While in 2020, ad spends were badly hit, 2021 turned out to be relatively better, with the numbers clocking in close to those in 2019. There were many new advertisers who advertised, some existing categories came back aggressively and grew organically. Many D2C advertisers surfaced. Sentiments were up and there was a positive momentum.
"Despite the pandemic, I don’t think the ad spends will plummet in 2022."Sujata Dwibedy
This was also because more people received the vaccine, and were more aware about COVID-appropriate behaviours. Now, in 2022, teenagers are also getting vaccinated, and booster doses are on. So, it seems like the impact of the pandemic is going to be much lesser this year. Hence, despite the pandemic, I don’t think the ad spends will plummet in 2022.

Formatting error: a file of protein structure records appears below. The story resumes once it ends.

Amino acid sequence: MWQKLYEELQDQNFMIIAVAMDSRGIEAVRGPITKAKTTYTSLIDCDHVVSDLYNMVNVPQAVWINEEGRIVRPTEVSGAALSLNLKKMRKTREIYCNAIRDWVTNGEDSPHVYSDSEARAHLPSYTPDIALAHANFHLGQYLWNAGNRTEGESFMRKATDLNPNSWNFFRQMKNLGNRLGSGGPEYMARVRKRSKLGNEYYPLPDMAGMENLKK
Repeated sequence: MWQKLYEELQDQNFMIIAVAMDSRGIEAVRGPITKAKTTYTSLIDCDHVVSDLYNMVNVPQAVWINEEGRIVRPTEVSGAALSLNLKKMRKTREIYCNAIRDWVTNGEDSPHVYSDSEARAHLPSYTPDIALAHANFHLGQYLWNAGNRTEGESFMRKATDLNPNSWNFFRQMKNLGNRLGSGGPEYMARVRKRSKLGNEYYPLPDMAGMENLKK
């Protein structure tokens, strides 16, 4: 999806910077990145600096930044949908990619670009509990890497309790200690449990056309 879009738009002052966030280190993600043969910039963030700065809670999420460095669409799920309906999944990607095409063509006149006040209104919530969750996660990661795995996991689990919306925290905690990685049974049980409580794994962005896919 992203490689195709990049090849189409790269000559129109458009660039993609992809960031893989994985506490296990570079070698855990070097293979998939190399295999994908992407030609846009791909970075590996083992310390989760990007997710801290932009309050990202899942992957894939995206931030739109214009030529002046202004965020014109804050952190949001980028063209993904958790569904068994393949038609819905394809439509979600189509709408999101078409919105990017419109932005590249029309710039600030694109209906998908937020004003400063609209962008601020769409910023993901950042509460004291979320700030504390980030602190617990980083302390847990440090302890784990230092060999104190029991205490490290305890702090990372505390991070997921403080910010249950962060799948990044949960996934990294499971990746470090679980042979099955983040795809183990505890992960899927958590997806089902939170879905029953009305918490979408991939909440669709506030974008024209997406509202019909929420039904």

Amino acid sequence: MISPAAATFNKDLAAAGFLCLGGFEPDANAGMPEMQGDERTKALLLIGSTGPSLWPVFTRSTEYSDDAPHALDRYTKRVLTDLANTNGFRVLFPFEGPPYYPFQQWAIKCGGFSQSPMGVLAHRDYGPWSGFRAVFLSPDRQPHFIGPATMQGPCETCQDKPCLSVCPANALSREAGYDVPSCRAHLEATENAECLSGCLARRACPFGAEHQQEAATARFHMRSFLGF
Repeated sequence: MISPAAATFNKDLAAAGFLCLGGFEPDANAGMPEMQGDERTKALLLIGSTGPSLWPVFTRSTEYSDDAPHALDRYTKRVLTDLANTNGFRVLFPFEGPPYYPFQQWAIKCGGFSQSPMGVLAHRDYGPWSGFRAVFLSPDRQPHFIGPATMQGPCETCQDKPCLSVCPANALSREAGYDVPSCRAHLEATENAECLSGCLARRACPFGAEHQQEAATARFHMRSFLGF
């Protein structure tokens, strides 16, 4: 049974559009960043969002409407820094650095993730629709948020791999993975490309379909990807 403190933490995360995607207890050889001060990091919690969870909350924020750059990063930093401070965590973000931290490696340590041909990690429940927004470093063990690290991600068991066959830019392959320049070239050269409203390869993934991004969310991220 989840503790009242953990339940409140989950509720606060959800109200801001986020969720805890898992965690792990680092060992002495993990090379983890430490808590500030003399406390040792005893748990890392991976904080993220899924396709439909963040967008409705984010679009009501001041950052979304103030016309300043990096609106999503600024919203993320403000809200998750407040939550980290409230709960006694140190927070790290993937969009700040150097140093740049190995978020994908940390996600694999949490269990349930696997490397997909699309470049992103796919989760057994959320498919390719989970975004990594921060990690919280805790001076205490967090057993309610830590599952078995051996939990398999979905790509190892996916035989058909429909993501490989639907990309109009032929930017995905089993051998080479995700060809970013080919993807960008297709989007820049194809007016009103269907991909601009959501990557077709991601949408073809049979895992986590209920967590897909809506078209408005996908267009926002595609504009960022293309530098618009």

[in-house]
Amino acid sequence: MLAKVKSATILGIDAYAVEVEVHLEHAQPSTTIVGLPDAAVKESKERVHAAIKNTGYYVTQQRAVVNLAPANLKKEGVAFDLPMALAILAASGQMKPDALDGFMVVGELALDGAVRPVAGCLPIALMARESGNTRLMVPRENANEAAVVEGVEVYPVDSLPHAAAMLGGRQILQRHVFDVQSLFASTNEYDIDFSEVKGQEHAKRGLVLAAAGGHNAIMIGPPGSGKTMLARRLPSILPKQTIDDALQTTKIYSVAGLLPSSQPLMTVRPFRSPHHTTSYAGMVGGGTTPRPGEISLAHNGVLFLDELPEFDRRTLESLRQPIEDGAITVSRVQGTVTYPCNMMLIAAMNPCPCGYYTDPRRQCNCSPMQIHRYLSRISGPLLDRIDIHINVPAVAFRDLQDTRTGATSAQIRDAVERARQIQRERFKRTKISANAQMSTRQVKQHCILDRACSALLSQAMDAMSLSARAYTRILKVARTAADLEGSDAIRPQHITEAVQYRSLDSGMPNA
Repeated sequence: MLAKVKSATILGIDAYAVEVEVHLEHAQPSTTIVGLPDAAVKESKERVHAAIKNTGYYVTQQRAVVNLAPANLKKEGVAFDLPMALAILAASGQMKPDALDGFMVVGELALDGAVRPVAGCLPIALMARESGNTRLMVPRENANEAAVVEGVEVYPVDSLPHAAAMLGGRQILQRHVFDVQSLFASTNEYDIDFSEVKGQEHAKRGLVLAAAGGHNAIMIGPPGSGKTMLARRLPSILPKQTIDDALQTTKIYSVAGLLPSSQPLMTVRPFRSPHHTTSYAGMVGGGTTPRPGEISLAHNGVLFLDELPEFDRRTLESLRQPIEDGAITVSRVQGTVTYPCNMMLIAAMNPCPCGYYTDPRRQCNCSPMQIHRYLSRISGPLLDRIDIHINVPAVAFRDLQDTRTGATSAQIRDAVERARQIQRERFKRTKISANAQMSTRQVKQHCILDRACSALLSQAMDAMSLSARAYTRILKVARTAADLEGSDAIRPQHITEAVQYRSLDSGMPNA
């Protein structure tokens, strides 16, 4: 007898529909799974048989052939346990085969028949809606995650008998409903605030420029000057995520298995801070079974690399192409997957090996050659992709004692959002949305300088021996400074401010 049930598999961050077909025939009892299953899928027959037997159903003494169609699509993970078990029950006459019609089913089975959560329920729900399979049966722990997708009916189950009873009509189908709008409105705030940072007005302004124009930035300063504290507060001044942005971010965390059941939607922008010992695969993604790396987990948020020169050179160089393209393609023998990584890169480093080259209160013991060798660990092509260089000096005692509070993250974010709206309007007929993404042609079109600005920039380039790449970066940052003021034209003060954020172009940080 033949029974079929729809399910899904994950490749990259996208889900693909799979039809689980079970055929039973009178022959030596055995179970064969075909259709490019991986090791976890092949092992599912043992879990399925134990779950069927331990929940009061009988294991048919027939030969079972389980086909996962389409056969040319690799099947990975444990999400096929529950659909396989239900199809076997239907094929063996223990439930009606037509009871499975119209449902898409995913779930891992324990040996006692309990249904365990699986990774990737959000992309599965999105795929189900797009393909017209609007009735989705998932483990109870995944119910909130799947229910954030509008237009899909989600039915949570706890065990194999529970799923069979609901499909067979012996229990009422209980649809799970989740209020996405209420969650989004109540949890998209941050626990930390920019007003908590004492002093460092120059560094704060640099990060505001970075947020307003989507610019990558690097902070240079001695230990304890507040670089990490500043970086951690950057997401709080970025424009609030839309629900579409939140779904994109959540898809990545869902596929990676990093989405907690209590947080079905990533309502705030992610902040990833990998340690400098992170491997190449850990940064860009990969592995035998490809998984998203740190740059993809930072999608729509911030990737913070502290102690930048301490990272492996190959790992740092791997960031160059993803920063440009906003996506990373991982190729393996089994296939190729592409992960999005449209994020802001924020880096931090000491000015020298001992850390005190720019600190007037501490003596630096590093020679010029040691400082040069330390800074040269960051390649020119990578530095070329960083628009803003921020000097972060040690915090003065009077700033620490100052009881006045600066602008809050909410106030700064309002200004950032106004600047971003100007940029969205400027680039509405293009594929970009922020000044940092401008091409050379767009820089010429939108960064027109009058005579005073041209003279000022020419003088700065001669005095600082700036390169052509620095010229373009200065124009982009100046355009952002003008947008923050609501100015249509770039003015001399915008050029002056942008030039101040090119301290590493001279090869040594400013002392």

"New advertisers came up from categories like cryptocurrency, fintech, edtech, e-commerce, gaming, pushing AdEx to grow."Sujata Dwibedy
Finding ad slots won’t be difficult – it may just be business as usual. In fact, it could be the opposite because what we’ve seen in the past is that traditional advertisers were more careful and lowered their ad spends. But many new advertisers came up from newer emerging categories like cryptocurrency, fintech, edtech, e-commerce, gaming, etc. The demand from these clients has pushed the AdEx to grow.
In fact, during the 2021 festive season, it was difficult to get ad slots on mainline TV channels. It was also difficult to find inventory on desired platforms/slots on digital. So overall, it doesn’t look like the AdEx will get that impacted in 2022.
(Hero image by 'Negative Space' from Pexels)